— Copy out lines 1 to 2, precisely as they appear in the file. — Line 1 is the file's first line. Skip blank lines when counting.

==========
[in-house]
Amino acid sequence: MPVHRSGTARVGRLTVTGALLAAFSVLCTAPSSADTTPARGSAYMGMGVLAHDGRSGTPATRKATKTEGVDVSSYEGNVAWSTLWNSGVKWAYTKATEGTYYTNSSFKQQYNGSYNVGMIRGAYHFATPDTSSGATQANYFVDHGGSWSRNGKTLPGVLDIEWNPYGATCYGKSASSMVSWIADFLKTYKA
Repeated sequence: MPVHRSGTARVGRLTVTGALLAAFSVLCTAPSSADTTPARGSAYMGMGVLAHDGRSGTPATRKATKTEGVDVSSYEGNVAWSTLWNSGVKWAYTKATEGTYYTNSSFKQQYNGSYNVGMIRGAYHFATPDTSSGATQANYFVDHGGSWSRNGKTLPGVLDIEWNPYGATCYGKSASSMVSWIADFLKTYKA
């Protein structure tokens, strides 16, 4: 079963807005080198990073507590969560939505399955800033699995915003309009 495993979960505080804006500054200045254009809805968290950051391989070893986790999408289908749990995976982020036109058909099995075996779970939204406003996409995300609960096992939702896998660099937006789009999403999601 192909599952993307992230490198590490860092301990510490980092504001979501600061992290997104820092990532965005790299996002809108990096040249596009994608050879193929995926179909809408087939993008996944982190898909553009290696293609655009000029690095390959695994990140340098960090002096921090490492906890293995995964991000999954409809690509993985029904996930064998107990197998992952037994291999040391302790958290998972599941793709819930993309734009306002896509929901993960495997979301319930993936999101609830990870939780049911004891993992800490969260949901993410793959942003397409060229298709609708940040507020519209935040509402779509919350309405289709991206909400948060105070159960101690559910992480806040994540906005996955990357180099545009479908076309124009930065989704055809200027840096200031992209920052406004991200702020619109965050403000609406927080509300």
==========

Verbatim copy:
[in-house]
Amino acid sequence: MPVHRSGTARVGRLTVTGALLAAFSVLCTAPSSADTTPARGSAYMGMGVLAHDGRSGTPATRKATKTEGVDVSSYEGNVAWSTLWNSGVKWAYTKATEGTYYTNSSFKQQYNGSYNVGMIRGAYHFATPDTSSGATQANYFVDHGGSWSRNGKTLPGVLDIEWNPYGATCYGKSASSMVSWIADFLKTYKA